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Computer Advanced Timing

Discussion in '1973-1991 K5 Blazer | Truck | Suburban' started by 87BrnRsd, Jul 5, 2003.

  1. 87BrnRsd

    87BrnRsd 1/2 ton status

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    Does anyone know how much the computer in my 87 K5 can adjust the timing? It was running really rough, until I pulled the dist and rotor since they were about 100 degrees off. I fixed it, and it runs good now. But I was looking at it today, and realized the rotor is still off 1 notch. Can the computer adjust this? Thanks for the help.
    -Harrison
     
  2. SUBFAN

    SUBFAN 1/2 ton status

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    Are you positive it is still off? Then make it right....
     
  3. 87BrnRsd

    87BrnRsd 1/2 ton status

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    I will, but I dont have the time right now, or the access to the truck. I was just wondering to see if the computer could fix it, and make it un noticable, since the truck runs good.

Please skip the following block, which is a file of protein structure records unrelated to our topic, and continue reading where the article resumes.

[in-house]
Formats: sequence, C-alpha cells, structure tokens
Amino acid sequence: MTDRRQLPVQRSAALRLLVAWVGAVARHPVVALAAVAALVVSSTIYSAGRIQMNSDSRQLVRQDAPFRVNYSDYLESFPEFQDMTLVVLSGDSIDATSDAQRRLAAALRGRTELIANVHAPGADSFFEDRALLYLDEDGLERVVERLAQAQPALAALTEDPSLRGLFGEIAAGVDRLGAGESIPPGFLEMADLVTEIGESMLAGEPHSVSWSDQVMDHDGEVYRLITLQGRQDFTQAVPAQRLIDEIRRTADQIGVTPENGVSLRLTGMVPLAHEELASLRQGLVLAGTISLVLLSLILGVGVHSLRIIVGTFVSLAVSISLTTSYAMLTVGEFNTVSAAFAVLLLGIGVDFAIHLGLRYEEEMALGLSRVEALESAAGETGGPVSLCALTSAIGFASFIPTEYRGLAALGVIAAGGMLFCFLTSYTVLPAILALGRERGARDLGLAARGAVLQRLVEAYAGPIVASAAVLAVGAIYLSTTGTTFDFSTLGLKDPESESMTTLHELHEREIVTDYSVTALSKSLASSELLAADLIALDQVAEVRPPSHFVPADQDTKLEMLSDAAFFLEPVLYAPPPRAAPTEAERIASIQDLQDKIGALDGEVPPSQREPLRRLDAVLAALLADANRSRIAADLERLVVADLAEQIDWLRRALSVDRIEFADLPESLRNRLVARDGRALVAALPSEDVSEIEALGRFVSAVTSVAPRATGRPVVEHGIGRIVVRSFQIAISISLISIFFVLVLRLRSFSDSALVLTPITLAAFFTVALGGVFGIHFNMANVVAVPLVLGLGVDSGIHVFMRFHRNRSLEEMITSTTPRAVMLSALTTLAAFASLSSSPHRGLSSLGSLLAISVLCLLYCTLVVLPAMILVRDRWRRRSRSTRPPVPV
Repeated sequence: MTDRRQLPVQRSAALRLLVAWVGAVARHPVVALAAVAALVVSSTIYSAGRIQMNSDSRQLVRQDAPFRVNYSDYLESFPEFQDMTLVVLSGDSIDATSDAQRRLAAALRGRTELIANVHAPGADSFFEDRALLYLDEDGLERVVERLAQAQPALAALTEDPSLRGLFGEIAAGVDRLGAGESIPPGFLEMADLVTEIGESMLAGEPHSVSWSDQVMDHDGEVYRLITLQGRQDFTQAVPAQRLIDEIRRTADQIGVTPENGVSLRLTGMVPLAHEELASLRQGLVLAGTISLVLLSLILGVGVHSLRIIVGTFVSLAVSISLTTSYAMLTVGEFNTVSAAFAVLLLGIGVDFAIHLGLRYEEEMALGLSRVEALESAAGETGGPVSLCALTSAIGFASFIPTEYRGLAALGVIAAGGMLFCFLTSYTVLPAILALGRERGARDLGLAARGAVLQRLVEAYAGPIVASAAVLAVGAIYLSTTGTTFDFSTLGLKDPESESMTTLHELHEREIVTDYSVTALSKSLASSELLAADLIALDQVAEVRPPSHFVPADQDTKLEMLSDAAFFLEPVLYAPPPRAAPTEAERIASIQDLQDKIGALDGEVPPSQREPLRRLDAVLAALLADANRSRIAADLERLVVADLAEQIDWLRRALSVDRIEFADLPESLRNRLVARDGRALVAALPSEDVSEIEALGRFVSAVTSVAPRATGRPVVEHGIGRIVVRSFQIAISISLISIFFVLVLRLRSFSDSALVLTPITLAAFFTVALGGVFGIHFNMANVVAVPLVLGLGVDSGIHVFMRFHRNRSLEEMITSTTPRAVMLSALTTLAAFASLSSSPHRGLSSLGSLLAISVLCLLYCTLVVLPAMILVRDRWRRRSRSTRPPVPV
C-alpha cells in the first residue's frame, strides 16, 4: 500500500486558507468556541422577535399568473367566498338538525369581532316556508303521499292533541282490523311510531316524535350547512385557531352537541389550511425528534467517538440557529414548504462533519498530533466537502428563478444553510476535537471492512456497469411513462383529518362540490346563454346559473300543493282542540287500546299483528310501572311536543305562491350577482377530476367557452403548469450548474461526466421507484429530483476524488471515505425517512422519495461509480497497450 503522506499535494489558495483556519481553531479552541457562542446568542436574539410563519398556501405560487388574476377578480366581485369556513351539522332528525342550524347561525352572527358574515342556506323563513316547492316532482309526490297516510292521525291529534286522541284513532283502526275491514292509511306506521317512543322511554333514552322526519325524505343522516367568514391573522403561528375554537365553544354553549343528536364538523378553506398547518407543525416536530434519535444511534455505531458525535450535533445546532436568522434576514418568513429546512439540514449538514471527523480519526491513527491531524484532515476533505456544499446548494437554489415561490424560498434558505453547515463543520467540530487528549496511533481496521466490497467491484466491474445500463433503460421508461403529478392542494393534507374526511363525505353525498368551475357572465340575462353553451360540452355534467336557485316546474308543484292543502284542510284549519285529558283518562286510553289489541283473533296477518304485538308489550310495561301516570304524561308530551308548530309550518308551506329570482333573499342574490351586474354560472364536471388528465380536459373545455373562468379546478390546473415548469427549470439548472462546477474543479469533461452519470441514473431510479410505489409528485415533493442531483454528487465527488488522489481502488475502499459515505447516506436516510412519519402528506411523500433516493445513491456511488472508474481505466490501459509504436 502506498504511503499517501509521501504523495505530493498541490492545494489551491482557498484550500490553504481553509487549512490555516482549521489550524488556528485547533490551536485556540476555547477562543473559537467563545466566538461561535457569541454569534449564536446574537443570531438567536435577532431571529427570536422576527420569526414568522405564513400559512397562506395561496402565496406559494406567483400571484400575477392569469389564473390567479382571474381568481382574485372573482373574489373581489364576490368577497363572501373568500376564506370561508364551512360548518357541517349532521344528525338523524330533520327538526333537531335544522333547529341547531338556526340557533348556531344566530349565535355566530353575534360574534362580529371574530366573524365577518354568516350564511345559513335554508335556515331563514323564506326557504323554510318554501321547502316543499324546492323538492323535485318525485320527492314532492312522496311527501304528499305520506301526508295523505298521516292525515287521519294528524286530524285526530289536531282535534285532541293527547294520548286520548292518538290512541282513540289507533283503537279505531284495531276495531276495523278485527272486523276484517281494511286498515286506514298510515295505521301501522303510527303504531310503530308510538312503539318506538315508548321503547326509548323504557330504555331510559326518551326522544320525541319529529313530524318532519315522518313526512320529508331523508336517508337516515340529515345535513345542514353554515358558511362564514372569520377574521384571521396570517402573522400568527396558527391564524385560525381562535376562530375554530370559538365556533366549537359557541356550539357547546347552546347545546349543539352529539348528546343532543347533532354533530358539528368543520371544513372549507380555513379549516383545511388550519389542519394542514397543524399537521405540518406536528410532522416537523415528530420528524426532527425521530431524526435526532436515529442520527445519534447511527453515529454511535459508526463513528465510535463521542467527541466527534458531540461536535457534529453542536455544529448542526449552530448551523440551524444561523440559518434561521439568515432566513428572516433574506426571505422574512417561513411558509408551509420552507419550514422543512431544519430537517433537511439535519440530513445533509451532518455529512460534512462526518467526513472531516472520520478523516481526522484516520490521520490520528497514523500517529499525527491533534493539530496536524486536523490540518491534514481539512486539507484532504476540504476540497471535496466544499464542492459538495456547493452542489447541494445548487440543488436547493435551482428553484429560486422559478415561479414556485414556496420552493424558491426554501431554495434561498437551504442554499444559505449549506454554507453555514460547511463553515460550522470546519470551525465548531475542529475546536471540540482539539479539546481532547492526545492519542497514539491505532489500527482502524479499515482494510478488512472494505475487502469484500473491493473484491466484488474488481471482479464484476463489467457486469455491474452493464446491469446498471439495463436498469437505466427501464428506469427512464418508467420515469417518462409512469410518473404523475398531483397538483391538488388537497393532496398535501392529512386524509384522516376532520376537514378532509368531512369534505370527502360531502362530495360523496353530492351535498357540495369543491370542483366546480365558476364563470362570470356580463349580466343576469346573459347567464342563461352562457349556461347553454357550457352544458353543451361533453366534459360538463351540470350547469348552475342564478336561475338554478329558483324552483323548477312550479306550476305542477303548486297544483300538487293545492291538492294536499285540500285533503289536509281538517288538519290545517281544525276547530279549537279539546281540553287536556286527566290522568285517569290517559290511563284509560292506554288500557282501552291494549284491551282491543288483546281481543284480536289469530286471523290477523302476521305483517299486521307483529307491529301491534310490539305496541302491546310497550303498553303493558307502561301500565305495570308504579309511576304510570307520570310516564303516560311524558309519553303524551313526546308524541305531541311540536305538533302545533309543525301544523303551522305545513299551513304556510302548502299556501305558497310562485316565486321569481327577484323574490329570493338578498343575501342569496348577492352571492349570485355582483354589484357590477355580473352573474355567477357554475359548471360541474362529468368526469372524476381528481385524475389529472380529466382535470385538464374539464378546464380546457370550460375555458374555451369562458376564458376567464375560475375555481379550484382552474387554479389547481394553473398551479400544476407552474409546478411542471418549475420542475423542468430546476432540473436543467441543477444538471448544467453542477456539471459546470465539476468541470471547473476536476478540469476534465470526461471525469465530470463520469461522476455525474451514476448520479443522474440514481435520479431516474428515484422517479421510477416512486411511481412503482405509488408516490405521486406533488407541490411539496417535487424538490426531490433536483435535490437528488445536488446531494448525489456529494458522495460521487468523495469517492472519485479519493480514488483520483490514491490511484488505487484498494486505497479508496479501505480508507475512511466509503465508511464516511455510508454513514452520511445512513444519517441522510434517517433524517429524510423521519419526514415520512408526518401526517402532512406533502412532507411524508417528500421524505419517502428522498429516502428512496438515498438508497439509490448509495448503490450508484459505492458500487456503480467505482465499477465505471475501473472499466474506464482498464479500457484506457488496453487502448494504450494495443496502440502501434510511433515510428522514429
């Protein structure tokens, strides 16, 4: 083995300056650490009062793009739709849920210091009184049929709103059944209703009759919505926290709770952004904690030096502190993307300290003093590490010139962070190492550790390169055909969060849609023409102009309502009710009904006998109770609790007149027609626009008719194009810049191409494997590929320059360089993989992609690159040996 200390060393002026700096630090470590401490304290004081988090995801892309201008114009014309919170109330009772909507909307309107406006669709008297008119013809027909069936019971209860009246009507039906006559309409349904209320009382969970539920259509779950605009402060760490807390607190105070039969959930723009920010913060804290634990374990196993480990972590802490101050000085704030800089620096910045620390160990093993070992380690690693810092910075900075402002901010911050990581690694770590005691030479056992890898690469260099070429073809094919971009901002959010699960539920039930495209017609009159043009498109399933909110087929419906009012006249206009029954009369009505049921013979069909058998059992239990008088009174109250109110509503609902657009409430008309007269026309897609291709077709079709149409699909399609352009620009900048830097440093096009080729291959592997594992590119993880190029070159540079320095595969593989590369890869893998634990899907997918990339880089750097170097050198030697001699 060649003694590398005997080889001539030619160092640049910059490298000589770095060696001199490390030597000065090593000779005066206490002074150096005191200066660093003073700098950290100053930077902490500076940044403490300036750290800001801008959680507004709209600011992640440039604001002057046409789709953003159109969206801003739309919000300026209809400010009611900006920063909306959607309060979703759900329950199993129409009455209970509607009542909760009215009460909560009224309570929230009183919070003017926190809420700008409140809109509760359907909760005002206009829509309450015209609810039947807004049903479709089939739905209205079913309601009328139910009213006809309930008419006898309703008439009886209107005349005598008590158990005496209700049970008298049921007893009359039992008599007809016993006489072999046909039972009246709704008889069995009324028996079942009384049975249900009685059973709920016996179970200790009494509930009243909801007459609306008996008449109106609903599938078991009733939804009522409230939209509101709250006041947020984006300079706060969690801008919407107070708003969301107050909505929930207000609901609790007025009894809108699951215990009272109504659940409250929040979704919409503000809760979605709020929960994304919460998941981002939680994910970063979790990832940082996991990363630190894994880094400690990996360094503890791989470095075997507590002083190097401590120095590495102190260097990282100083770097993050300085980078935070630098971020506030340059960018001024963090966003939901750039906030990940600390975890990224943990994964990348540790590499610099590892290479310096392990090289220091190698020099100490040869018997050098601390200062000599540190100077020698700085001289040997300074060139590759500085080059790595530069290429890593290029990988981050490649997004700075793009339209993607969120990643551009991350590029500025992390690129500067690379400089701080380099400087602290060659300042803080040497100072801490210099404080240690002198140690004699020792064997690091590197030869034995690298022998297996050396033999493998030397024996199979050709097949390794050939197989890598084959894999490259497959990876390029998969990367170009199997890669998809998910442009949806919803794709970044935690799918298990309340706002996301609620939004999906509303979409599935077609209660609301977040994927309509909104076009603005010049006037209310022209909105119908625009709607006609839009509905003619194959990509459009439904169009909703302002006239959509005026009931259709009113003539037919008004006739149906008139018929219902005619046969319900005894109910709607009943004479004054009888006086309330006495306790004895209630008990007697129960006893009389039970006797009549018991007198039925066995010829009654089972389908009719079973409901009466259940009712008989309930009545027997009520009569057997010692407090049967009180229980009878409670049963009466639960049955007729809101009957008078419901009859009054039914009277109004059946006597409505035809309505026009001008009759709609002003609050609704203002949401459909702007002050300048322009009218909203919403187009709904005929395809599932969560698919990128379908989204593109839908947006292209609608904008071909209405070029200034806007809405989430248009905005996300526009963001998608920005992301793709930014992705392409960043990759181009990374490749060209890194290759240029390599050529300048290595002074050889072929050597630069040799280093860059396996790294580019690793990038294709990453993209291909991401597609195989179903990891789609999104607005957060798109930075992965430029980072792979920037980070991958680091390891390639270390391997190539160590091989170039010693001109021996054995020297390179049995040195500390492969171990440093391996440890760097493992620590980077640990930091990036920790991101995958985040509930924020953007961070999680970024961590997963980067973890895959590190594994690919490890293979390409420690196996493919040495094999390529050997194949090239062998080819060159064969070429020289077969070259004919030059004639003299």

-Harrison
     
  4. GQ 350

    GQ 350 Registered Member

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    In my expirence with the computer controlled engines, I have heard of the ECM (Engine Controll Module) correcting the timing for the distributer being out. However the engine will run poorly and sometimes backfire. Most of the ECM engines require the timing to be set at 0* at top dead center #1 cylinder. But in the end the ECM can make up for it being out, but I wouldn't leave it like that for too long /forums/images/graemlins/pimp1.gif /forums/images/graemlins/truck.gif
     
  5. 87BrnRsd

    87BrnRsd 1/2 ton status

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    Yes, it does sometimes backfire. And I am planning on setting the timing correctly before I drive it again.
    -Harrison
     
  6. HarryH3

    HarryH3 1 ton status Author

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    The computer on your truck has NO idea where top dead center is. There's no input for that on older EFI rigs. It just gets a pulse from the pickup coil in the distributor each time a plug needs to be fired. Based on input from the TPS, MAP sensor, Engine Temp sensor, etc., the computer just looks up a value stored in a table and provides that many degrees of timing advance. The program assumes that the base timing has already been set correctly, as it doesn't have any way to know for certain. If the Knock sensor reports pinging to the computer, then it will retard the timing a couple of degrees at a time, until the knock stops. But if your timing was off 100 degress, then the engine wouldn't have run, as the computer doesn't have a clue how to compensate for base timing that is not correct.
     

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